The concept of minimum apartment sizes has been rejected although windows will be required in key rooms and minimum levels of storage space will be needed under an overhaul of design standards in Victoria.
Unveiled by state planning minister Matthew Wynne, the Better Apartments Draft Design Standards set out draft requirements for new apartments across fifteen critical areas of design, including setback, light wells, room depth, energy efficiency, lighting, noise, storage, solar access, landscaping, accessibility, ventilation, lighting, waste, natural light and water management.
Amongst the most significant changes, windows which are directly visible from all points in the room will be required in all rooms which are considered to be ‘habitable rooms’, including bedrooms, living rooms, dining rooms, kitchens and study areas.
Minimum storage space of six, eight and ten cubic meters will also be required for studio and single bedroom apartments, double bedroom apartments and three or more bedroom apartments respectively.
The storage can be provided either internally or externally, but must be over and above storage which would reasonably be expected in places such as kitchens, bathrooms, bedrooms, pantries, built-in robes, broom cupboards or linen presses and must be both secure and conveniently accessible.
But despite pressure from the community and parts of the design profession, the government has not seen fit to introduce mandatory rules for minimum apartment sizes amid strong resistance from property industry lobby groups.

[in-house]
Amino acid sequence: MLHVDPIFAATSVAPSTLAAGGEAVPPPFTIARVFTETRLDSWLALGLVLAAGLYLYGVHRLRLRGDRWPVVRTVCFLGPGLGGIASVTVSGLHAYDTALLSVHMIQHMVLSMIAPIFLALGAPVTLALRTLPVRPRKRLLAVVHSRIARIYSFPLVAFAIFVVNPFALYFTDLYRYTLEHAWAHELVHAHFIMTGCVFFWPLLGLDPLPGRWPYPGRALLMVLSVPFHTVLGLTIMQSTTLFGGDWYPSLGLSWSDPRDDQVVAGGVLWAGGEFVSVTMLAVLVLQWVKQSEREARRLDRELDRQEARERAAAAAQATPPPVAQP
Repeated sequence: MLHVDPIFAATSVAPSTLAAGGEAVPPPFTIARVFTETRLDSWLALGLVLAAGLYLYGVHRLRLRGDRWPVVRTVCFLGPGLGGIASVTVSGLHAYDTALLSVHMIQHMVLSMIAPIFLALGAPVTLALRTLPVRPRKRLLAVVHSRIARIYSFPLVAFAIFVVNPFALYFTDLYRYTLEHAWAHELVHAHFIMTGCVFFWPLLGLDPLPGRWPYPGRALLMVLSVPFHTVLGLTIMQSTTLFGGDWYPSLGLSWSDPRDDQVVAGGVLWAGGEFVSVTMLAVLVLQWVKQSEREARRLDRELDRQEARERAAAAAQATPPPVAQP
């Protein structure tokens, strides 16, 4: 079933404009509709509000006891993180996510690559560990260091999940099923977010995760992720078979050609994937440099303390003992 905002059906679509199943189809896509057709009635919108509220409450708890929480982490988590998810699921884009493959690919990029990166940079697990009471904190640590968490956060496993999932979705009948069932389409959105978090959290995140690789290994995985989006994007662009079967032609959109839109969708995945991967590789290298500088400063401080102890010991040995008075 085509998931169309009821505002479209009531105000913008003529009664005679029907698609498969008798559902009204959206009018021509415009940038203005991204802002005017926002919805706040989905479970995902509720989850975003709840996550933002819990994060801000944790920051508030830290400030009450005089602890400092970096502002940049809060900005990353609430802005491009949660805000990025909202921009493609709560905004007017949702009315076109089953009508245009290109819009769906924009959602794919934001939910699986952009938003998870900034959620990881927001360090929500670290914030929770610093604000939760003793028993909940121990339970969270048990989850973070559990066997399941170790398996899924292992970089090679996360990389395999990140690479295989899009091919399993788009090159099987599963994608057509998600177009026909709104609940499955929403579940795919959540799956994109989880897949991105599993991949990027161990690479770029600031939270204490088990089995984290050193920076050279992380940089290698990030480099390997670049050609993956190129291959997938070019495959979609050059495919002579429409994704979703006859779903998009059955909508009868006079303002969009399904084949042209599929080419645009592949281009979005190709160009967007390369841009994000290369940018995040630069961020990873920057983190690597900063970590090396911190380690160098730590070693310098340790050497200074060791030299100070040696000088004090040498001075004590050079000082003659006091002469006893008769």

In Sydney, one, two and three bedrooms must be at least 50, 70 and 90 square meters in size respectively, and there was speculation that Melbourne would go down the same path in terms of implementing minimum requirements in this area.
Architecture bodies expressed disappointment, saying that the guidelines had some useful initiatives but did not go far enough to protect the public interest in terms of its failure to implement minimum size requirements and a failure to implement key recommendations to facilitate best practice in design, such as through a design review panel process.
‘It’s clear that change is required,” Australian Institute of Architects Victorian chapter president Vanessa Bird said, adding that there had been too many poorly designed apartments throughout Melbourne in the past.
“Minimum sizes protect the public from the worst of the worst while the design review process enables innovation and flexibility.”
Property industry lobby groups, however, welcomed the rejection of minimum apartment sizes.
In a statement, Property Council of Australia (Victorian division) acting executive director Asher Judah said quality in apartment design was more about the space that was used as opposed to minimum sizes.